Can you imagine your company not showing up in the Google search results for your own company name? If you keep "dipping your toes" in social media, you may be unlucky enough to find out exactly what it feels like. I am amazed by how many people cannot see the fundamental shift that is heading for the retail industry.
The first retailers who can crack the code of how to maximize their relationships with customers via social media will win. The rest will become irrelevant. If you don't have a social CRM strategy in place, you are behind.
I can't help but smile when I read polls about how many companies are experimenting with social media. Responses along the lines of, "We are trying different social media tactics but have not landed on a solid strategy," tend to be the most popular answer. Can you imagine a CIO making the statement, "We are playing around with ERP to see if we can build a business case"? The world is moving to an open, sharing, social platform at a lightening pace. As a result, people behave differently today than they did yesterday. How have your sales and marketing strategies adapted to this change?
Let me give you an example of how some companies cannot see the forest through the trees. Currently, the hot topic with social media for restaurants is location-based applications such as Foursquare and Gowalla. These applications let people "check in" at a restaurant by pressing a button on their phones. That update is then posted to various social tools such as Facebook and Twitter and lets users' friends know where they are. The thinking is that if your friends know you are enjoying a drink down the street at the pub, they may join you.
These same companies were also smart to add a "game" element to the application that rewards users for frequent check-ins. On Foursquare, for example, if you have the most check-ins at a location you become the "Mayor." People have fun trying to capture and re-capture the position of Mayor at their favorite hangouts.
To capitalize on this trend, many restaurants and bars have started to offer specials for Foursquare users. Some restaurants offer perks for simply checking in, while others offer specials like free drinks or free appetizers for the Mayor. Early results are positive, with many restaurants seeing increased traffic as a result. (Although there doesn't seem to be much incentive to publicly state how your social media program is a complete failure, let's just assume that we're not getting the "whole" story.)
Rewarding your most frequent customer is one thing. But I think great companies will figure out how to take that knowledge to the next level. What if you could create a comprehensive view of each customer that includes online, in-store and offline? It's one thing to know that I am the Mayor, but it's another thing to know my average frequency, spend per visit and lifetime value.What if you could reward the customers with the greatest social graph (the most Friends and Followers)? Do you think you could score each customer to his or her overall value to your brand? Could you categorize your customers: Influencers, Heavy Spenders, Early Adopters or Casual Users? Why not?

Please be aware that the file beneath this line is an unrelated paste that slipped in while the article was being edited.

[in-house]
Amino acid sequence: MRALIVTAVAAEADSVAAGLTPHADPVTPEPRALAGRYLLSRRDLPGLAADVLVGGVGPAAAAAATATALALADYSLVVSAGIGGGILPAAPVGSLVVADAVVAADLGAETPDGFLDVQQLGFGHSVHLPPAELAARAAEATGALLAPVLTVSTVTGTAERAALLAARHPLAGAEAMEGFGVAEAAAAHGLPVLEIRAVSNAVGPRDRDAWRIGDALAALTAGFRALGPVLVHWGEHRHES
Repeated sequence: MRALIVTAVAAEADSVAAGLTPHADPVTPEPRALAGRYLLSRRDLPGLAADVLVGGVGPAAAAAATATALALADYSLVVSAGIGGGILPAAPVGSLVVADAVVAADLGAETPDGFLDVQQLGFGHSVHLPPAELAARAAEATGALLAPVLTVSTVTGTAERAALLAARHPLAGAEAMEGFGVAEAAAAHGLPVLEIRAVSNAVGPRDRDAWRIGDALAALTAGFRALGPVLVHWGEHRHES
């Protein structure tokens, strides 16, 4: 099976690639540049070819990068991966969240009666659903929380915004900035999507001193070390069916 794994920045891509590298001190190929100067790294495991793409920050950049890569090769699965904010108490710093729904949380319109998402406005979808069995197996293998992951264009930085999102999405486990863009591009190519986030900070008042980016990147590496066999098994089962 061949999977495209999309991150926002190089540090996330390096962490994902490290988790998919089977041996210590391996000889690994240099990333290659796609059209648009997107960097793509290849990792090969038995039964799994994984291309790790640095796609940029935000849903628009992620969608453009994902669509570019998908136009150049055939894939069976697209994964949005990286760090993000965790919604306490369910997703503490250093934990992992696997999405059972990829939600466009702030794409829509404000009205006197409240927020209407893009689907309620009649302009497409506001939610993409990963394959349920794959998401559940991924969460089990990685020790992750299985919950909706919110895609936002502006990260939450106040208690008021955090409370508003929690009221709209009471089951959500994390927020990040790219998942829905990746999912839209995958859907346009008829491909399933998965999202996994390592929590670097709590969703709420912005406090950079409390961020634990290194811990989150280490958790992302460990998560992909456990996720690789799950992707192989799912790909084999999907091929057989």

What if you could provide incentives to customers to entice their social graph to visit the location (receive 10 cents on your loyalty/gift card for each of your friends who checks in)? Laugh if you will, but I believe the restaurant industry will see multi-level marketing become a large part of its business in the next three to five years.
My point is that retailers are about to be faced with mountains and mountains of data that will provide insights into their customers in ways we haven't even yet began to imagine. (Who would have thought Blippy would be a real site just two years ago?)
The key to success in this new world is organizing and managing all this data. Social CRM is the foundation platform that will maintain it. I think great companies will leverage their BI infrastructure to round out the social business picture.
Companies that figure out how to harness (structure) and use this data will have an incredible advantage over those that don't. I can't stress how big of a gap I feel this differentiation is going to create. The "haves" will have an ever-increasing intimacy with their customers, while the "have nots" will still just be shouting at the crowd.
What are you more likely to do: Try that new chicken sandwich you saw fly by as you fast-forwarded through the commercials during CSI or try that burger Mike keeps raving about, the one he's already eaten twice this week?
Term Of The Week: "Tibbing," which is short for "Technical Fibbing." Tibbing occurs when an IT person is unable to further simplify complex technology to a user's level of comprehension and must say something that is technically inaccurate but communicates the appropriate concept.
What do you think? Leave a comment or E-mail me at Todd.Michaud@FranchiseIT.org. You can also follow me on Twitter: @todd_michaud.
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